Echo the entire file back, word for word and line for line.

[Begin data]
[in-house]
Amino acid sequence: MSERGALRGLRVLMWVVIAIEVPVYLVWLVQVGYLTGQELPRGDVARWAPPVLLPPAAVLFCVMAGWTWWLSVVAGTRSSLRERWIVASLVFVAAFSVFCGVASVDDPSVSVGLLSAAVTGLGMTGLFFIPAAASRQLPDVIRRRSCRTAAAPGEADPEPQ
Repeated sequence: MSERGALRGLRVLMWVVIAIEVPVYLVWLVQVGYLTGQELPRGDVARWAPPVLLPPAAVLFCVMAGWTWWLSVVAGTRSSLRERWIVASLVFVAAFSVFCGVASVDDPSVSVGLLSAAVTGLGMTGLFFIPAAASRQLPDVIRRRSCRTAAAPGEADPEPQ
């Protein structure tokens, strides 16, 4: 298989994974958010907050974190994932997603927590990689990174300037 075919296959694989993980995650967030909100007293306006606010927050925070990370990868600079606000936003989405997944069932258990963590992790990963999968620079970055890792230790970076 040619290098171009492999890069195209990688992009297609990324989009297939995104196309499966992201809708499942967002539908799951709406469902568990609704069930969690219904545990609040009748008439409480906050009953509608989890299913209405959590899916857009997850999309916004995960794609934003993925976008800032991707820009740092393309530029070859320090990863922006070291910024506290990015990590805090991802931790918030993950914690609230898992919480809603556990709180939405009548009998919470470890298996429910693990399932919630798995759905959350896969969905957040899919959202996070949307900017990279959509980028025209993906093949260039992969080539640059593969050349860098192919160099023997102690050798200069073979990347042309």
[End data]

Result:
[in-house]
Amino acid sequence: MSERGALRGLRVLMWVVIAIEVPVYLVWLVQVGYLTGQELPRGDVARWAPPVLLPPAAVLFCVMAGWTWWLSVVAGTRSSLRERWIVASLVFVAAFSVFCGVASVDDPSVSVGLLSAAVTGLGMTGLFFIPAAASRQLPDVIRRRSCRTAAAPGEADPEPQ
Repeated sequence: MSERGALRGLRVLMWVVIAIEVPVYLVWLVQVGYLTGQELPRGDVARWAPPVLLPPAAVLFCVMAGWTWWLSVVAGTRSSLRERWIVASLVFVAAFSVFCGVASVDDPSVSVGLLSAAVTGLGMTGLFFIPAAASRQLPDVIRRRSCRTAAAPGEADPEPQ
């Protein structure tokens, strides 16, 4: 298989994974958010907050974190994932997603927590990689990174300037 075919296959694989993980995650967030909100007293306006606010927050925070990370990868600079606000936003989405997944069932258990963590992790990963999968620079970055890792230790970076 040619290098171009492999890069195209990688992009297609990324989009297939995104196309499966992201809708499942967002539908799951709406469902568990609704069930969690219904545990609040009748008439409480906050009953509608989890299913209405959590899916857009997850999309916004995960794609934003993925976008800032991707820009740092393309530029070859320090990863922006070291910024506290990015990590805090991802931790918030993950914690609230898992919480809603556990709180939405009548009998919470470890298996429910693990399932919630798995759905959350896969969905957040899919959202996070949307900017990279959509980028025209993906093949260039992969080539640059593969050349860098192919160099023997102690050798200069073979990347042309």